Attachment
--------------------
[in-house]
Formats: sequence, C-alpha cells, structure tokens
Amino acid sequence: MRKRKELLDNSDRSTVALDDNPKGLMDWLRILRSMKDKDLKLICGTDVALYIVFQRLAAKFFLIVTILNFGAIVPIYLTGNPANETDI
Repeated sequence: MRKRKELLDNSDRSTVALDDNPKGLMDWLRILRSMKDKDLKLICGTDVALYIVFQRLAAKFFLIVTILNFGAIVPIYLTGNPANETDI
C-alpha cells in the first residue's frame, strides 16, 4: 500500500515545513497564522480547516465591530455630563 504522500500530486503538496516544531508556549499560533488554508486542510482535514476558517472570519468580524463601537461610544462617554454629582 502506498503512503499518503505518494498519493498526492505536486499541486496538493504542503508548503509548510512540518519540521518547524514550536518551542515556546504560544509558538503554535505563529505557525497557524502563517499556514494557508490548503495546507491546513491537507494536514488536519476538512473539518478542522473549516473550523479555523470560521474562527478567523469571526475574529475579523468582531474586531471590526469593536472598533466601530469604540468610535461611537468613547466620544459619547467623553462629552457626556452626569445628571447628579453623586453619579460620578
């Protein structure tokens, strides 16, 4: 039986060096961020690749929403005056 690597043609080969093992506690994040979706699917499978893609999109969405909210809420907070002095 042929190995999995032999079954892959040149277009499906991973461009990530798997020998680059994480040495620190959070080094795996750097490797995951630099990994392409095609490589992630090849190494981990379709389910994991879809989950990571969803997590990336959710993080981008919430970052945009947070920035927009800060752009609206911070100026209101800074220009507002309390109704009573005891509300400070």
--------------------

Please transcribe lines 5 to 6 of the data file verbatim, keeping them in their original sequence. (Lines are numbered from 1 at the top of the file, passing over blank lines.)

C-alpha cells in the first residue's frame, strides 16, 4: 500500500515545513497564522480547516465591530455630563 504522500500530486503538496516544531508556549499560533488554508486542510482535514476558517472570519468580524463601537461610544462617554454629582 502506498503512503499518503505518494498519493498526492505536486499541486496538493504542503508548503509548510512540518519540521518547524514550536518551542515556546504560544509558538503554535505563529505557525497557524502563517499556514494557508490548503495546507491546513491537507494536514488536519476538512473539518478542522473549516473550523479555523470560521474562527478567523469571526475574529475579523468582531474586531471590526469593536472598533466601530469604540468610535461611537468613547466620544459619547467623553462629552457626556452626569445628571447628579453623586453619579460620578
């Protein structure tokens, strides 16, 4: 039986060096961020690749929403005056 690597043609080969093992506690994040979706699917499978893609999109969405909210809420907070002095 042929190995999995032999079954892959040149277009499906991973461009990530798997020998680059994480040495620190959070080094795996750097490797995951630099990994392409095609490589992630090849190494981990379709389910994991879809989950990571969803997590990336959710993080981008919430970052945009947070920035927009800060752009609206911070100026209101800074220009507002309390109704009573005891509300400070």